In the 4th Dimension We're More One-Dimensional

While theoretical physics continues to struggle with string theory, and, thus, unify space and time, technology, is already in the process of the space-time unification.  No, an individual cannot literally travel through time, but the digital footprint gathered by most babies born in western society today, carries enough residual facts, moods, and moments, to simulate, if not entirely digitally recreate, the major events of their lives.  In fact, given the current speed of technological innovation and the advancement of computer animation, a future of digitally recreated, life-like memories is more plausible than not.  One can imagine “traveling in time” to a memory in one’s past. Couple this digital memory potential with the future of embedded technologies and an ambient environment, and Rob van Kranenburg warns that the consequence just might be that “there are no more humans, only information spaces.”  Technophiles imagine the future as a space more rich and meaningful, but according to van Kranenburg, backed by Suchman’s insights into human computer interaction, the future looks more and more one-dimensional.

The idea that a human could lose their humanness sounds absurd to anyone who grew up in an analog world.  However, the generations growing up in today’s digital world are integrated so intimately with technology that many see it as an extension of self and means of self-expression.  Turkle’s experiments and analysis of teens’ cell phone usage reflects this idea.  When their cell phone is taken away, teens speak of the loss as an “anxiety of disconnection.[1]” It’s almost as severe as the loss of the companionship of another human being.  The current trend in programming languages toward more characteristically human structures only contributes to the complete acceptance of technology integrated into all aspects of life.  Indeed the computer seems more human as it “employ[s] terms borrowed from the description of human interaction – dialogue, conversation, and so forth” (Suchman).  Computer languages themselves are so abstracted that almost anyone can guess what the Ruby line ‘print “hello world'” will do. As the computer is perceived more human, and “demonstrate[s] some evidence of recognizably human abilities, we are inclined to endow [it] with the rest” (Suchman).  Humans are inclined to see themselves in the computer and therefore more likely to accept it into their lives without questioning its role.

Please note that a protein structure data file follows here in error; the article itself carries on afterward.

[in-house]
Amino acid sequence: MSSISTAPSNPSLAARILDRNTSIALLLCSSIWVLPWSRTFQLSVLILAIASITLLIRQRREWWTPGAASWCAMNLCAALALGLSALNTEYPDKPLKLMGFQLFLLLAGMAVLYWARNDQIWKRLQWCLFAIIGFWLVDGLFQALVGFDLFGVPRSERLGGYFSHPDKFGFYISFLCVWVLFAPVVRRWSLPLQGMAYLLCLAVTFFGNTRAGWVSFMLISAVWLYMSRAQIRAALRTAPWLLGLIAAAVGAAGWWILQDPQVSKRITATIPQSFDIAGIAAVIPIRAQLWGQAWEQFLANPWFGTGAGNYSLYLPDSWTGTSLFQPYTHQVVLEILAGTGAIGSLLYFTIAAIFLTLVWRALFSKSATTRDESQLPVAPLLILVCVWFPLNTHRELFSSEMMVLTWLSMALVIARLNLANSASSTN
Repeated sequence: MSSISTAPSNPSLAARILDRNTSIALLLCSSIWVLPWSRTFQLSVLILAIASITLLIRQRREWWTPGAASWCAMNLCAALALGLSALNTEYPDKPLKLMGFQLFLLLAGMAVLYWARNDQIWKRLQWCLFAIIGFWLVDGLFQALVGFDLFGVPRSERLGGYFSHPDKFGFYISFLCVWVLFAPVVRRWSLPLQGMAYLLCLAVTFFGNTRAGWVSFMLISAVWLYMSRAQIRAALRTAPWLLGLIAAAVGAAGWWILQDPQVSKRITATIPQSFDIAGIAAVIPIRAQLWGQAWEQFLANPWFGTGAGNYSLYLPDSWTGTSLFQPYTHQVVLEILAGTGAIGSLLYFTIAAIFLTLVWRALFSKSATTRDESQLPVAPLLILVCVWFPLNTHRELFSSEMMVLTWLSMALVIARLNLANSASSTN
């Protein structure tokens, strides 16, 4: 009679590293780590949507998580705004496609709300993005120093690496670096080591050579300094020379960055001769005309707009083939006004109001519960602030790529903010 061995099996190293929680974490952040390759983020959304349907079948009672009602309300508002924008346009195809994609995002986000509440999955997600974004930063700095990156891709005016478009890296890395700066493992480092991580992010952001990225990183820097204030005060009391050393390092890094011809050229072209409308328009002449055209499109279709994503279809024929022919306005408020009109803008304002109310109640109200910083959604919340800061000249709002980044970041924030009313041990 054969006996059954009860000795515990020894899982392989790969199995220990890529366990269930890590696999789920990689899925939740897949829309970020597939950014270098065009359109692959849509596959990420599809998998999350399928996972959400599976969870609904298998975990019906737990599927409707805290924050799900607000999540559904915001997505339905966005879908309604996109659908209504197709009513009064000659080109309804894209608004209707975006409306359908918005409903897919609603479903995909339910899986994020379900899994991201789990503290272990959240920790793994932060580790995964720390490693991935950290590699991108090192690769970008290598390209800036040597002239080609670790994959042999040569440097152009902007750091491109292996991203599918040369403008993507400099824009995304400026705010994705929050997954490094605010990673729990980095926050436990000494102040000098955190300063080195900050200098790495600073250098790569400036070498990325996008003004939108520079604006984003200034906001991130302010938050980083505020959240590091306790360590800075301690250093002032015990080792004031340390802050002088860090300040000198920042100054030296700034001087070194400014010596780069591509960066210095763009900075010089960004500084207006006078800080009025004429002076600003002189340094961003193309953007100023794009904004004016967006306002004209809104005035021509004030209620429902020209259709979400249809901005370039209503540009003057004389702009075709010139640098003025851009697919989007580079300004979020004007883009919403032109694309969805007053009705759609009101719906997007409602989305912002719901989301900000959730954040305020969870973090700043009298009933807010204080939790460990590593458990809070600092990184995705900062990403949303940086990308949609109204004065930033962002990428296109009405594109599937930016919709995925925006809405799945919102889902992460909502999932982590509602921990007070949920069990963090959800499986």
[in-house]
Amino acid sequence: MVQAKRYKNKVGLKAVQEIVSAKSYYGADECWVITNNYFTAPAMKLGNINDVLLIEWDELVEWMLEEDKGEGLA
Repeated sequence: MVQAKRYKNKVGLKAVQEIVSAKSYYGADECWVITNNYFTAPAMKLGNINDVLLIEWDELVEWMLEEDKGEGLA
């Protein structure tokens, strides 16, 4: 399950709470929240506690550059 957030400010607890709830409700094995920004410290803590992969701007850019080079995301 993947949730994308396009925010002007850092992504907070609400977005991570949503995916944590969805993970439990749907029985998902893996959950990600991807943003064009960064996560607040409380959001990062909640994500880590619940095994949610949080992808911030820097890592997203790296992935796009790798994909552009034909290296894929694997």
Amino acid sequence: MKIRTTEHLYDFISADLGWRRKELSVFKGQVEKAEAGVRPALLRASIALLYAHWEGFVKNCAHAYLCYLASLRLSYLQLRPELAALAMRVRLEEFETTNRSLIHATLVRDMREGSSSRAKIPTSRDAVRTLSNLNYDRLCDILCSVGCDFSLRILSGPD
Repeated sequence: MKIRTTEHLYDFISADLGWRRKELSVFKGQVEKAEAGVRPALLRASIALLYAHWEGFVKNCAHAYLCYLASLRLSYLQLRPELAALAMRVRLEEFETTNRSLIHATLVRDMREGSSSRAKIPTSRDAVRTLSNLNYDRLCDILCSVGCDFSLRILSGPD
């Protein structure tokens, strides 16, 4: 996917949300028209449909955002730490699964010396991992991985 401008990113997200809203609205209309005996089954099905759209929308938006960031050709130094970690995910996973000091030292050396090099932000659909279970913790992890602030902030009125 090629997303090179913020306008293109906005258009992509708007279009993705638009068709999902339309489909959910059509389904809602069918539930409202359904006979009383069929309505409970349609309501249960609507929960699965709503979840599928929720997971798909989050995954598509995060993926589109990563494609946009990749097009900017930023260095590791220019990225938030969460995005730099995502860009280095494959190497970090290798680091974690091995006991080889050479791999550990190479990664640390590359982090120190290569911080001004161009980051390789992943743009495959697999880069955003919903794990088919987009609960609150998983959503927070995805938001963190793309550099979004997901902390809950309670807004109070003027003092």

Van Kranenburg recognizes a continued lack of critical thinking around technology through his observation that machines trend more and more toward complexity and less and less toward understandability.  Van Kranenburg sites the fact that a car manual that used to be one-hundred pages is now more than a million, unintelligible without the aid of a computer.  When the parts are unintelligible, human’s natural inclination is to “to ascribe actions to the entity rather than to it’s parts” (Suchman).  Technology is no longer seen as something made and put together, which inherently implies it can also be taken apart.  Rather, technology is seen as a whole, functioning on its own.  Because of this, its acceptance comes more easily into the fabric of everyday life.

A new world of integrated technology promises safety.  It promises that we know more about the world, but also, that more about the individual is known to the world.  Van Kranenburg claims that this results in a loss of privacy where there is no more public, but only audience.  People are only data streams to be analyzed and observed and reduced to a predictable number.  However, it is in acquiescing to these norms the very nature of humanness, with all its fallibility and unpredictable is indeed lost.   Not only are individuals reduced in this ambient world, but the mystery of Nature herself succumbs to the illusion of control.  An abundance of data creates a false sense of understanding, for it is only with mystery taken out of life’s equation, that one can also find the beauty and meaning.

While it’s easier to reduce van Kranenburg’s arguments to some Orwellian warning fit only for Luddites or science fiction enthusiasts, his assertions are backed in the history and progression of human computer interaction.   Without further intervention and an open debate about how and when technologies should integrate into everyday life, humans might are in great danger of losing their form, their essence, their three-dimensionality.